North Carolinians will finally decide the last election of the 2018 midterms on Tuesday — and offer a glimpse of how Democrats might challenge President Trump in 2020.
The race is for North Carolina’s 9th congressional district, a conservative area that stretches east from Charlotte. Historically, it’s a safe district for Republicans. But Democrat Dan McCready fell just 905 votes short last fall — then watched the results get thrown out after a consultant working for his opponent was indicted for voter fraud. Now McCready, a Marine veteran and solar energy entrepreneur, is locked in a coin-flip race with North Carolina state Sen. Dan Bishop, who Republicans nominated to replace their 2018 candidate.
Republicans are doing everything they can to avoid an upset, including multiple visits by Vice President Mike Pence and a rally tonight with President Trump.
“This is by all accounts a fairly safe Republican district in a normal political environment,” said Michael Bitzer, a political science professor at Catawba College in North Carolina.
“We are not in a normal political environment.”
Trouble in the ‘burbs
The unusual dynamics are driven by Trump’s continued unpopularity among suburban voters, including in traditionally Republican areas like suburban Charlotte. That unpopularity is not only threatening Trump’s own reelection prospects but jeopardizing GOP House seats across the country. Republicans in those districts lost special elections last year, got wiped out in the November midterms, and are now enmeshed in a wave of retirements, as reality sets in that the GOP is unlikely to win back the House next year.
Still, losing North Carolina’s 9th district — which has been in GOP hands since the early 1960s — would be especially troubling. President Trump won the district by 12 points in 2016, a wider margin than all but three of the 42 House seats Democrats flipped in 2018. So a Republican loss would seem to signal a serious loss of Trump enthusiasm there.
And “If that’s another seat that flips ... it could help spur another retirement or two,” said Doug Heye, a North Carolina native and longtime GOP strategist. “There's no doubt that they should be really concerned if they lose this seat — and still should be concerned if they win it [by a narrow margin].”
McCready’s allies say the tight race suggests that Trump is in trouble. The president carried North Carolina by less than four points in 2016. And if he’s losing North Carolina, he’s probably already lost the election.
“It sets up North Carolina to be a top-tier battleground in 2020, and that’s not something Republicans can feel good about,” said Morgan Jackson, a senior adviser to McCready as well as North Carolina Gov. Roy Cooper’s (D) 2020 reelection bid. “The suburbs are a big problem for him.”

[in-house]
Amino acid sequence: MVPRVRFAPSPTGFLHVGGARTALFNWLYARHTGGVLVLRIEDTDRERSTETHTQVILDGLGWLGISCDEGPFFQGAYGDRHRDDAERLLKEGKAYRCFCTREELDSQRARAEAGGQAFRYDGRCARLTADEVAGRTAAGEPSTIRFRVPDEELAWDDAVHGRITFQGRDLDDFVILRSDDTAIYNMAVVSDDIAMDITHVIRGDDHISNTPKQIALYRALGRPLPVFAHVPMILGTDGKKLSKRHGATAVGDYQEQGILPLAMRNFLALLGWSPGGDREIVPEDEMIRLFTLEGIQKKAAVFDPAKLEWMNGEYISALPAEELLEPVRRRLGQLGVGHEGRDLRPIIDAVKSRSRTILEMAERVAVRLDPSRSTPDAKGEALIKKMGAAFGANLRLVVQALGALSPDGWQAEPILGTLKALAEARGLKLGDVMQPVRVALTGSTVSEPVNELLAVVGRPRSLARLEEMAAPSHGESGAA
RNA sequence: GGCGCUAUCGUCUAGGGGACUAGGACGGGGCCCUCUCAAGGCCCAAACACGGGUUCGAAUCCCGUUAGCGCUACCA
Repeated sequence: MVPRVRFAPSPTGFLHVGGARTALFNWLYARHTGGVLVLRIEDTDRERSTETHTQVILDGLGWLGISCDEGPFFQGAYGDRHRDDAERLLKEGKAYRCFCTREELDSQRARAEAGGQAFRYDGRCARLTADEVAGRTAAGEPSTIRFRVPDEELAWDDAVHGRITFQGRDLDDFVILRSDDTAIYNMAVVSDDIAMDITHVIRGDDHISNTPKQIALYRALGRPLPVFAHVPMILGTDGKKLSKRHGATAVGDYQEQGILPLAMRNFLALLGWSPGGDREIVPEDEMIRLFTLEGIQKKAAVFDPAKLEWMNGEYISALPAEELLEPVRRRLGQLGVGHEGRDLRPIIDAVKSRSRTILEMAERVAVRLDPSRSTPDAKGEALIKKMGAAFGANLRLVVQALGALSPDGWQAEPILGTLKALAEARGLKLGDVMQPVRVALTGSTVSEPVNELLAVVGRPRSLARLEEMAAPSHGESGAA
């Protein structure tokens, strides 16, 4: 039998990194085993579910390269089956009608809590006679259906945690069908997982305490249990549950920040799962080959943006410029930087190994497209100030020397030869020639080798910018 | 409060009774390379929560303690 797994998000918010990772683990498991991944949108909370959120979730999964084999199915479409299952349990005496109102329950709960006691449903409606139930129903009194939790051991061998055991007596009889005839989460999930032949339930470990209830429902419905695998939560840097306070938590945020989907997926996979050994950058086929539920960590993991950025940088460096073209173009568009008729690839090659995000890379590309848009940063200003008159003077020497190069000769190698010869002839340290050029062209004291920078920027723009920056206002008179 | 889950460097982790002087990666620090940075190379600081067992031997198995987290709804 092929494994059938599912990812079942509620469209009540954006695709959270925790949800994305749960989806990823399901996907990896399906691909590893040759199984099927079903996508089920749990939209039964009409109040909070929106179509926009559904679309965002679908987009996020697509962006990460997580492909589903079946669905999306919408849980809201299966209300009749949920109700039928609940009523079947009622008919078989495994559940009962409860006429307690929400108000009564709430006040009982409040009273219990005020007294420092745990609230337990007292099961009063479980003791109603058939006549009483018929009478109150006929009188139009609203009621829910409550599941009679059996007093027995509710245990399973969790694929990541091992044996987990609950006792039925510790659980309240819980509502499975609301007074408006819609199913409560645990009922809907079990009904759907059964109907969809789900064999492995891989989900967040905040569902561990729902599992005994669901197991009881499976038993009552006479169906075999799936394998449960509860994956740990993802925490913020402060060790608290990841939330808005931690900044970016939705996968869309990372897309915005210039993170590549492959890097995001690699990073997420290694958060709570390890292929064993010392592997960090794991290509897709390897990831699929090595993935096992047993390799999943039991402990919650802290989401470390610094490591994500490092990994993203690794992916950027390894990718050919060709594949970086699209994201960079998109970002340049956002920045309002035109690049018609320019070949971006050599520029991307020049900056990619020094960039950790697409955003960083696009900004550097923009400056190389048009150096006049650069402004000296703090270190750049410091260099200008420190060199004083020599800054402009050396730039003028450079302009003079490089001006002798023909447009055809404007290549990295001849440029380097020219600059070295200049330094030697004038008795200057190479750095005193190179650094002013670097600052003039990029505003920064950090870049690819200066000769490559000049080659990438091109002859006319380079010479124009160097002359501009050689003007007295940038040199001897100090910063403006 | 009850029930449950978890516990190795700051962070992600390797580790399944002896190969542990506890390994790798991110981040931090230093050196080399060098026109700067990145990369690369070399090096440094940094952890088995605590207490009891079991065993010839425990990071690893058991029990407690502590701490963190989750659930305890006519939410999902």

Running on Trump
Bishop is a more establishment Republican than than their original nominee, a hard-right pastor named Mark Harris. But Bishop’s role in crafting the state’s controversial “bathroom bill,” which targeted transgender people, has caused him problems in the district’s more centrist suburban territory. And he’s not exactly running on moderation: He’s bear-hugging the president and looking to juice GOP turnout by focusing his ads in the district’s more rural media markets. His final ad of the campaign features Trump calling McCready a socialist and promising Bishop will be a “great congressman” who will “defend your values.”
McCready, by contrast, was one of the Democrats’ top recruits in 2018. His military and business background, as well as his moderate views, made it harder for Republicans to tar him as a lefty nut. He got a break during last year’s primary, when Harris defeated Rep. Robert Pittenger (R-N.C.). Harris appeared to have hung on for a close win last fall — until his consultant, McCrae Dowless, was charged with running an absentee voter fraud scheme. That led state election officials to toss the results and call for a new election, the first time in decades that’s happened.
Now McCready’s been running for Congress for two-plus years. He’s used strong fundraising and his own money to blanket the district in ads and build a strong field operation. And while Republicans believe enthusiasm for Trump has helped them close in on McCready in recent weeks, they’re worried that they’ve had to spend too much time and money to try to keep the district in their column in the first place. National GOP groups have spent more than $5 million combined to try to boost GOP turnout. Polls from both parties show a tied race.
A preview of 2020
If Democrats pull off the upset tomorrow, it would show the 2018 blue wave hasn’t crested. But McCready has succeeded by running to the center — something that could be harder to do if Democrats nominate a candidate from the party’s left wing, like Elizabeth Warren or Bernie Sanders, rather than frontrunner Joe Biden.
“Enthusiasm is on Democrats’ side,” said moderate Democratic strategist Kristen Hawn. “That said, heading into 2020 it depends a lot on who our candidate is.”
“We are not in a normal political environment.”
Republicans argue the electorate will look a lot different during a huge-turnout presidential election than on a sleepy Tuesday in early September. But they said the same thing about the special elections that presaged the 2018 midterms. And they admit that the tightness of this race is worrisome.
“You’re talking about areas that have been solidly red for more than 60 years, and they’re starting to shift Democrat,” Charlotte-based Republican consultant Larry Shaheen said about the district. “That’s concerning — more concerning than they’ve been treating it.”
Cover: State Senator Dan Bishop, a Republican from North Carolina, speaks during a rally with U.S. President Donald Trump, left, in Greenville, North Carolina, U.S., on Wednesday, July 17, 2019. Photographer: Madeline Gray/Bloomberg via Getty Images